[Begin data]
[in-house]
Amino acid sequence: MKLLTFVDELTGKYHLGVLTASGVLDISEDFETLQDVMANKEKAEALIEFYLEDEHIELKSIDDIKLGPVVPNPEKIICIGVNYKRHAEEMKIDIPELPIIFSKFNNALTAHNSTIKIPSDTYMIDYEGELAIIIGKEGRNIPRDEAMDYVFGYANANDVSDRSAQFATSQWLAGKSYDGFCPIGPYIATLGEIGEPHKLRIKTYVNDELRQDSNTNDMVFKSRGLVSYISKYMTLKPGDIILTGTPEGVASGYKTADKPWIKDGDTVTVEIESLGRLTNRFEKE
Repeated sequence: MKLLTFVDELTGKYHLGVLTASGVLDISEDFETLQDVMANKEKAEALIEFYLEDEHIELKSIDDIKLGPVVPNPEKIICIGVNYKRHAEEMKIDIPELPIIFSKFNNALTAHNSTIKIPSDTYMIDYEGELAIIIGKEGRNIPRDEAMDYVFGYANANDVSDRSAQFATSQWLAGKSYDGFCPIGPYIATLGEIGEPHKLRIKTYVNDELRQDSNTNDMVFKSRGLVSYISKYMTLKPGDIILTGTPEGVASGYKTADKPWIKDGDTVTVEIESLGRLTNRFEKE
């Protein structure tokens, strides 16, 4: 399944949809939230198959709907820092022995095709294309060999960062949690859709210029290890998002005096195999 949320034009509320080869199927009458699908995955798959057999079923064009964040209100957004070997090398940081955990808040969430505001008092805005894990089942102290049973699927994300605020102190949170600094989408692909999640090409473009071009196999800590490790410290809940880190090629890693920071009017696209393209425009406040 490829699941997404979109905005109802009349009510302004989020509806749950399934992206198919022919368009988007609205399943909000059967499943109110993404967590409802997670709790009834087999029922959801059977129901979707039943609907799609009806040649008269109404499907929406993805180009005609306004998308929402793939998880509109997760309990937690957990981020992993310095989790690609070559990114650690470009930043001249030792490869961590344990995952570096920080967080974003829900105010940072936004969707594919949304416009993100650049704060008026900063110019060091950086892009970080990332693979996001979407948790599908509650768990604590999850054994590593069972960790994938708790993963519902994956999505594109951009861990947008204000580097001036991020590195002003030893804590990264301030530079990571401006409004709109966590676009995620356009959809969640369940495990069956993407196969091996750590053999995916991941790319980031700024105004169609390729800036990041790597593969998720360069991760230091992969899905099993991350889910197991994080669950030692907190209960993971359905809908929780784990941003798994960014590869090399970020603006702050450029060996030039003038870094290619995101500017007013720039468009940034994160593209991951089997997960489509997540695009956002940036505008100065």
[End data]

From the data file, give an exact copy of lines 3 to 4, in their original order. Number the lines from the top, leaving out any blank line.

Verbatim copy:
Repeated sequence: MKLLTFVDELTGKYHLGVLTASGVLDISEDFETLQDVMANKEKAEALIEFYLEDEHIELKSIDDIKLGPVVPNPEKIICIGVNYKRHAEEMKIDIPELPIIFSKFNNALTAHNSTIKIPSDTYMIDYEGELAIIIGKEGRNIPRDEAMDYVFGYANANDVSDRSAQFATSQWLAGKSYDGFCPIGPYIATLGEIGEPHKLRIKTYVNDELRQDSNTNDMVFKSRGLVSYISKYMTLKPGDIILTGTPEGVASGYKTADKPWIKDGDTVTVEIESLGRLTNRFEKE
């Protein structure tokens, strides 16, 4: 399944949809939230198959709907820092022995095709294309060999960062949690859709210029290890998002005096195999 949320034009509320080869199927009458699908995955798959057999079923064009964040209100957004070997090398940081955990808040969430505001008092805005894990089942102290049973699927994300605020102190949170600094989408692909999640090409473009071009196999800590490790410290809940880190090629890693920071009017696209393209425009406040 490829699941997404979109905005109802009349009510302004989020509806749950399934992206198919022919368009988007609205399943909000059967499943109110993404967590409802997670709790009834087999029922959801059977129901979707039943609907799609009806040649008269109404499907929406993805180009005609306004998308929402793939998880509109997760309990937690957990981020992993310095989790690609070559990114650690470009930043001249030792490869961590344990995952570096920080967080974003829900105010940072936004969707594919949304416009993100650049704060008026900063110019060091950086892009970080990332693979996001979407948790599908509650768990604590999850054994590593069972960790994938708790993963519902994956999505594109951009861990947008204000580097001036991020590195002003030893804590990264301030530079990571401006409004709109966590676009995620356009959809969640369940495990069956993407196969091996750590053999995916991941790319980031700024105004169609390729800036990041790597593969998720360069991760230091992969899905099993991350889910197991994080669950030692907190209960993971359905809908929780784990941003798994960014590869090399970020603006702050450029060996030039003038870094290619995101500017007013720039468009940034994160593209991951089997997960489509997540695009956002940036505008100065």